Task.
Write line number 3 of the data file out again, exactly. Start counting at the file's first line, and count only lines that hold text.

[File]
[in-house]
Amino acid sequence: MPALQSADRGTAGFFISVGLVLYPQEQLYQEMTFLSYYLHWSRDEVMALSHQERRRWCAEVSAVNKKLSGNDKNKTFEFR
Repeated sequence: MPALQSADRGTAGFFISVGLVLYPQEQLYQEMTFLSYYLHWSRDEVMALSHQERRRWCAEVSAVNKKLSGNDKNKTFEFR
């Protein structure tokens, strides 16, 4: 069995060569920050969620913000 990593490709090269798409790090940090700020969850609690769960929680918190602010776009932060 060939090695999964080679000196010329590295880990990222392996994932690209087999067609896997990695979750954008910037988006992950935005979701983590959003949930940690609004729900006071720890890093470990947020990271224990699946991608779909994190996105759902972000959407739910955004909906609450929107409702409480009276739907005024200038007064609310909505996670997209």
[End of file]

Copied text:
Repeated sequence: MPALQSADRGTAGFFISVGLVLYPQEQLYQEMTFLSYYLHWSRDEVMALSHQERRRWCAEVSAVNKKLSGNDKNKTFEFR